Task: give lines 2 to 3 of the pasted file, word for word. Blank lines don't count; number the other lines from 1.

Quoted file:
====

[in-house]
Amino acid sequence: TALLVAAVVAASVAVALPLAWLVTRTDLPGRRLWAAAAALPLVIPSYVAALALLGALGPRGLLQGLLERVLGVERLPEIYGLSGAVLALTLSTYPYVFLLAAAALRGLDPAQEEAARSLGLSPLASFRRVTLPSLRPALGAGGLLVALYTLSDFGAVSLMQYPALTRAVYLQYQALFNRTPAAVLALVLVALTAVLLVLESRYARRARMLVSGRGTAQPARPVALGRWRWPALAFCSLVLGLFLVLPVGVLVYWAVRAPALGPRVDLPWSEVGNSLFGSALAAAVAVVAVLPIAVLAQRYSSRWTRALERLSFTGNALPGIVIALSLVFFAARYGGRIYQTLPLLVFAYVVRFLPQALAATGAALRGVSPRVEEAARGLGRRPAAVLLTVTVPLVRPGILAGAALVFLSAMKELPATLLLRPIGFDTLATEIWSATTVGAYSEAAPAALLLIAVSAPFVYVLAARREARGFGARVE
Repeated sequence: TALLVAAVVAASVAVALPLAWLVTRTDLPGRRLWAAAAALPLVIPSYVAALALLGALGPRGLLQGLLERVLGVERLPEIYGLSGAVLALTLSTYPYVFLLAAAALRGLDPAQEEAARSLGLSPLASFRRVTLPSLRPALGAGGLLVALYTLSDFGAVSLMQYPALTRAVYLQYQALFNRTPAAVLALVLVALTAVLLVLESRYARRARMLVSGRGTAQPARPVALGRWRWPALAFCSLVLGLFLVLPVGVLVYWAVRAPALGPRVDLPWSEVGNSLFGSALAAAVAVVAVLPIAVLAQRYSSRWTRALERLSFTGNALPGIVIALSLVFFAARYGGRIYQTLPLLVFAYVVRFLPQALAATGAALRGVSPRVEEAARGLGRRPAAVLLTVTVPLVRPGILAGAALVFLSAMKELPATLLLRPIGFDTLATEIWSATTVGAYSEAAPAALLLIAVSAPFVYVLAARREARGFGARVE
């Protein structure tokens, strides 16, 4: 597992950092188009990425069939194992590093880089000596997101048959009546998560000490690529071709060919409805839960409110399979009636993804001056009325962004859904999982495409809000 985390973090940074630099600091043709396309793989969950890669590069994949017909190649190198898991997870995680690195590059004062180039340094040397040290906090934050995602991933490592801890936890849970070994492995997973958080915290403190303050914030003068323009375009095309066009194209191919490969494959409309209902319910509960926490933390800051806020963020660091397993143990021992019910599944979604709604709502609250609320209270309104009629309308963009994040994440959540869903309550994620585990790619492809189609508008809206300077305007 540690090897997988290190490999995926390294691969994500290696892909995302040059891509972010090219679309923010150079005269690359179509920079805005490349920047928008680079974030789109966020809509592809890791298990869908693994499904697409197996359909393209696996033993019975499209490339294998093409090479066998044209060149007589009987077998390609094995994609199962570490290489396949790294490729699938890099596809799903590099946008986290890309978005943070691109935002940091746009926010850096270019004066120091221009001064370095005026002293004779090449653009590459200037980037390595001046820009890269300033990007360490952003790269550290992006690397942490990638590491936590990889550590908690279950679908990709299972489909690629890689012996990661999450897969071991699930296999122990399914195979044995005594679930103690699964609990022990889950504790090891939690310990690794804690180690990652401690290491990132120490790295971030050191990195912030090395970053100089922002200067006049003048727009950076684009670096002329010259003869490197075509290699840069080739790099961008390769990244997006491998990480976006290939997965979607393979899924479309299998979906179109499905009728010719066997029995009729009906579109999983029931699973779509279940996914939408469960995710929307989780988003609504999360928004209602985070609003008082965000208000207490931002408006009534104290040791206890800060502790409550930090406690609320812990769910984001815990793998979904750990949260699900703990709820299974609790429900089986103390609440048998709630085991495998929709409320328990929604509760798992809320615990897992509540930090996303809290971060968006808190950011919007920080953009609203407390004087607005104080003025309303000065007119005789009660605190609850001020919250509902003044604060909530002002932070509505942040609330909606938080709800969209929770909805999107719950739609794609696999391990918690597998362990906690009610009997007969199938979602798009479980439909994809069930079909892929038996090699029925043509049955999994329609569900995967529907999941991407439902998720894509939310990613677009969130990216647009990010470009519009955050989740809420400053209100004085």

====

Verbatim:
Amino acid sequence: TALLVAAVVAASVAVALPLAWLVTRTDLPGRRLWAAAAALPLVIPSYVAALALLGALGPRGLLQGLLERVLGVERLPEIYGLSGAVLALTLSTYPYVFLLAAAALRGLDPAQEEAARSLGLSPLASFRRVTLPSLRPALGAGGLLVALYTLSDFGAVSLMQYPALTRAVYLQYQALFNRTPAAVLALVLVALTAVLLVLESRYARRARMLVSGRGTAQPARPVALGRWRWPALAFCSLVLGLFLVLPVGVLVYWAVRAPALGPRVDLPWSEVGNSLFGSALAAAVAVVAVLPIAVLAQRYSSRWTRALERLSFTGNALPGIVIALSLVFFAARYGGRIYQTLPLLVFAYVVRFLPQALAATGAALRGVSPRVEEAARGLGRRPAAVLLTVTVPLVRPGILAGAALVFLSAMKELPATLLLRPIGFDTLATEIWSATTVGAYSEAAPAALLLIAVSAPFVYVLAARREARGFGARVE
Repeated sequence: TALLVAAVVAASVAVALPLAWLVTRTDLPGRRLWAAAAALPLVIPSYVAALALLGALGPRGLLQGLLERVLGVERLPEIYGLSGAVLALTLSTYPYVFLLAAAALRGLDPAQEEAARSLGLSPLASFRRVTLPSLRPALGAGGLLVALYTLSDFGAVSLMQYPALTRAVYLQYQALFNRTPAAVLALVLVALTAVLLVLESRYARRARMLVSGRGTAQPARPVALGRWRWPALAFCSLVLGLFLVLPVGVLVYWAVRAPALGPRVDLPWSEVGNSLFGSALAAAVAVVAVLPIAVLAQRYSSRWTRALERLSFTGNALPGIVIALSLVFFAARYGGRIYQTLPLLVFAYVVRFLPQALAATGAALRGVSPRVEEAARGLGRRPAAVLLTVTVPLVRPGILAGAALVFLSAMKELPATLLLRPIGFDTLATEIWSATTVGAYSEAAPAALLLIAVSAPFVYVLAARREARGFGARVE